By Annemarie Mannion
Pioneer Press Newspapers, Suburban Chicago.
WWR Article Summary (tl;dr) A tea entrepreneur from the suburbs of Chicago is a finalist in a competition for distribution with online grocer Peapod. A VP of merchandising for Peapod says he is impressed with 10th Avenue Tea, which is part of bigger trends in the food world including consumers wanting to drink healthy beverages and to reduce their impact on the environment. (by the way, for women in business with a focus on beverages….WWR loves Tea! Check out our “Time for Tea” series on www.workingwomanreport.com)
Pioneer Press Newspapers
A La Grange-based purveyor of teas is a finalist in Peapod’s Next Best, a competition to win a one-year distribution deal with the online grocer.
Named for a street in La Grange, 10th Avenue Tea is the brainchild of Ann Foley, a La Grange resident who launched the company in September because she wanted to reduce the waste she saw in beverage packing materials like K-Cups and tea bags.
She’s working with her sister-in-law, Morgan Walsh of Los Angeles, to produce a flavorful ready-to-mix tea that also is kind to the environment.
The winner from among three finalists will be announced during an airing of “Windy City Live” from 11 a.m. to noon on March 7. The contest received about 200 applications from food vendors and producers.
Foley is excited about what winning a distribution deal with Peapod could mean for her fledgling company. TV appearances during the contest on the talk show “Windy City Live,” which is a partner in the contest, have already given the company a boost.
“It’s been great,” Foley said. “Every day we’re on TV we get a ton of online orders.”
Tony Stallone, vice president of merchandising for Peapod, is impressed with 10th Avenue Tea, which is part of bigger trends in the food world including consumers wanting to drink healthy beverages and to reduce their impact on the environment.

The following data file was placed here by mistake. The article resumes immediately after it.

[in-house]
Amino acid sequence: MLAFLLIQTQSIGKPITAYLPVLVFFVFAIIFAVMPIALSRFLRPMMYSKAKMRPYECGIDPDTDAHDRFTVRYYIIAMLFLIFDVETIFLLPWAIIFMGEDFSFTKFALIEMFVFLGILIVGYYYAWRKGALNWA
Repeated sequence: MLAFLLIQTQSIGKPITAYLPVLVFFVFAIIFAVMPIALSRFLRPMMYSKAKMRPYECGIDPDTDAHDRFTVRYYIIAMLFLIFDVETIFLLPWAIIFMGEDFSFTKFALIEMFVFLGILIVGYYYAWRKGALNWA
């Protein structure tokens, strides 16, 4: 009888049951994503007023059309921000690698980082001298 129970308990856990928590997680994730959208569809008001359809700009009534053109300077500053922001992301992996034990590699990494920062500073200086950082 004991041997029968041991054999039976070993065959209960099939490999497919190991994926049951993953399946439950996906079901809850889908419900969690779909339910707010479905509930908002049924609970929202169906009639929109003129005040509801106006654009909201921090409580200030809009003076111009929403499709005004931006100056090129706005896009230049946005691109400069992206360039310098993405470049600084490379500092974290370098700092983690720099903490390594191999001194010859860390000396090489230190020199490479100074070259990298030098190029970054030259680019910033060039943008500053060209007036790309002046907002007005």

“Tea is a growing category. It’s a hot trend,” he said. “I think it’s an extremely innovative product. The packaging is convenient and it is environmentally friendly. I really like the flavor of the tea,” he said.
The tea powders are an all-natural blend contained in a metal shaker bottle with 60 servings.
“You can just shake it into a cup and add cold or hot water,” Foley said.
She was spurred to create the new product after learning about the scope of waste created from ready-to-brew teas and coffees.
“We thought, ‘Why can’t something be convenient and not kill the earth?” he said.
10th Avenue Tea is available in four varieties: green blend (green tea and matcha), chai blend (black tea, matcha and chai spices), tropical blend (green tea, matcha, kiwi and peach) and English blend (black tea, matcha and English breakfast flavor).
The other finalists in the competition are Old Arthur’s Barbecue Sauce, based on a family recipe passed down through five generations, and Wismo ‘El Mejor’ Tortilla Chips, which are made using freshly ground corn harvested from the far Southern United States and Mexico, and cooked using only GMO-free oils..
Foley said she worked for eight months with a food chemist to develop the product. The biggest challenge in creating the green product has been changing people’s ideas about packaging.
“They think bigger packaging means more,” she said. “Our tea is super concentrated in a tiny bottle.”
Foley said regardless of the results, her next step may also be on TV. She’s applying to appear on Shark Tank, the ABC show that allows entrepreneurs to present their business ideas to business tycoons in hopes of receiving an investment.
Pioneer Press columnist Lynn Petrak contributed to this article.